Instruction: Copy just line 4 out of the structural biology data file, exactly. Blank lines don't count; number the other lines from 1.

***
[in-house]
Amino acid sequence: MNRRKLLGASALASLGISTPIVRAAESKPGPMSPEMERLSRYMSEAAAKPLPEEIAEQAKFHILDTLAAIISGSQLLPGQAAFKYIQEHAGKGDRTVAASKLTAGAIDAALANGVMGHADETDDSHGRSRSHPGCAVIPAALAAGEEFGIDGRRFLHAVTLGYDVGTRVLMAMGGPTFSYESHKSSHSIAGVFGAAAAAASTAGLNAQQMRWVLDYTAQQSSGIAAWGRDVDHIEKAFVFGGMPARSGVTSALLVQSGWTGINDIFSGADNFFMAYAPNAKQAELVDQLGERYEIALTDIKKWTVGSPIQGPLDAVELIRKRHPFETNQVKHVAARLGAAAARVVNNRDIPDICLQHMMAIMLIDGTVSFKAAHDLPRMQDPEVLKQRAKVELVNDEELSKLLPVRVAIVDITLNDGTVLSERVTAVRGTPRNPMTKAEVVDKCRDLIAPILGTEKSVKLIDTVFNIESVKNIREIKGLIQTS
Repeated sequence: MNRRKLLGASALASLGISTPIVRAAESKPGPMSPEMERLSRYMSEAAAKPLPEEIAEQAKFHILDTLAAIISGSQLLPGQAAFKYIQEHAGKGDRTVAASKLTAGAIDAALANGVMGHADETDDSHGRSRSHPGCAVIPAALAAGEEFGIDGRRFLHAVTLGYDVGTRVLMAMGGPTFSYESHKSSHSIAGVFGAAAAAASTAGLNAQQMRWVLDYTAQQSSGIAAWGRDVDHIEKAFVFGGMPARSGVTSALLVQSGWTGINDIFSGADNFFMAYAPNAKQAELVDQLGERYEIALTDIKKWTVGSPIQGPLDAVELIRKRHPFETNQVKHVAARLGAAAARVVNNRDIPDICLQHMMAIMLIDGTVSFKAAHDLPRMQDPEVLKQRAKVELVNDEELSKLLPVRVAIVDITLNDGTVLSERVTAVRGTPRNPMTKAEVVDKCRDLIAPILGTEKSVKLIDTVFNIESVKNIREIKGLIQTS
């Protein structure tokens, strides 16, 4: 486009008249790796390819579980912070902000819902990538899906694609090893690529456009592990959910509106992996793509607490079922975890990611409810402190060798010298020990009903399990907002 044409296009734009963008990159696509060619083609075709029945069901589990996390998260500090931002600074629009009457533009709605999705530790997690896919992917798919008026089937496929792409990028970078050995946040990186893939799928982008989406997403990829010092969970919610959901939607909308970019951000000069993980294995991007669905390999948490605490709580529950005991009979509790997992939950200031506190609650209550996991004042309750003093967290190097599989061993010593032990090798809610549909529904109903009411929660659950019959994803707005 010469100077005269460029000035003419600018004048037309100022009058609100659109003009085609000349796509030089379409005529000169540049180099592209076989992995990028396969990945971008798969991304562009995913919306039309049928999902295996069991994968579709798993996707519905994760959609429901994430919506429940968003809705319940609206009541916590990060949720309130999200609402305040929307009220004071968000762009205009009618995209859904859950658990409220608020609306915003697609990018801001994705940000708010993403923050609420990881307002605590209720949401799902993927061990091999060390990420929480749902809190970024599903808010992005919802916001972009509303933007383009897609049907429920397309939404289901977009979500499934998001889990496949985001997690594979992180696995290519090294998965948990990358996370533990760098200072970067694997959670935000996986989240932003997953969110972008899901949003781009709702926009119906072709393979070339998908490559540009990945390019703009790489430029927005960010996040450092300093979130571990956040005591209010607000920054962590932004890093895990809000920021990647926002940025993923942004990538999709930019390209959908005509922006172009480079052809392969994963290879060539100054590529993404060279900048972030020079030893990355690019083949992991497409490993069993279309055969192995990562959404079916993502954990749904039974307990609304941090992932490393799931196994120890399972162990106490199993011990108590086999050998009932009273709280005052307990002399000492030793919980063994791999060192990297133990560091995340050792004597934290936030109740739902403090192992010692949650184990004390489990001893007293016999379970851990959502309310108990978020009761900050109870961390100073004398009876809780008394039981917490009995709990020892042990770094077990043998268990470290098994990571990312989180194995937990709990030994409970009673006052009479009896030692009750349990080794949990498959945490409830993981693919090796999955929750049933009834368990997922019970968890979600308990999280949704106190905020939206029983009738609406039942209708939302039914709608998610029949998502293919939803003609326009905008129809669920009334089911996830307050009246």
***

């Protein structure tokens, strides 16, 4: 486009008249790796390819579980912070902000819902990538899906694609090893690529456009592990959910509106992996793509607490079922975890990611409810402190060798010298020990009903399990907002 044409296009734009963008990159696509060619083609075709029945069901589990996390998260500090931002600074629009009457533009709605999705530790997690896919992917798919008026089937496929792409990028970078050995946040990186893939799928982008989406997403990829010092969970919610959901939607909308970019951000000069993980294995991007669905390999948490605490709580529950005991009979509790997992939950200031506190609650209550996991004042309750003093967290190097599989061993010593032990090798809610549909529904109903009411929660659950019959994803707005 010469100077005269460029000035003419600018004048037309100022009058609100659109003009085609000349796509030089379409005529000169540049180099592209076989992995990028396969990945971008798969991304562009995913919306039309049928999902295996069991994968579709798993996707519905994760959609429901994430919506429940968003809705319940609206009541916590990060949720309130999200609402305040929307009220004071968000762009205009009618995209859904859950658990409220608020609306915003697609990018801001994705940000708010993403923050609420990881307002605590209720949401799902993927061990091999060390990420929480749902809190970024599903808010992005919802916001972009509303933007383009897609049907429920397309939404289901977009979500499934998001889990496949985001997690594979992180696995290519090294998965948990990358996370533990760098200072970067694997959670935000996986989240932003997953969110972008899901949003781009709702926009119906072709393979070339998908490559540009990945390019703009790489430029927005960010996040450092300093979130571990956040005591209010607000920054962590932004890093895990809000920021990647926002940025993923942004990538999709930019390209959908005509922006172009480079052809392969994963290879060539100054590529993404060279900048972030020079030893990355690019083949992991497409490993069993279309055969192995990562959404079916993502954990749904039974307990609304941090992932490393799931196994120890399972162990106490199993011990108590086999050998009932009273709280005052307990002399000492030793919980063994791999060192990297133990560091995340050792004597934290936030109740739902403090192992010692949650184990004390489990001893007293016999379970851990959502309310108990978020009761900050109870961390100073004398009876809780008394039981917490009995709990020892042990770094077990043998268990470290098994990571990312989180194995937990709990030994409970009673006052009479009896030692009750349990080794949990498959945490409830993981693919090796999955929750049933009834368990997922019970968890979600308990999280949704106190905020939206029983009738609406039942209708939302039914709608998610029949998502293919939803003609326009905008129809669920009334089911996830307050009246």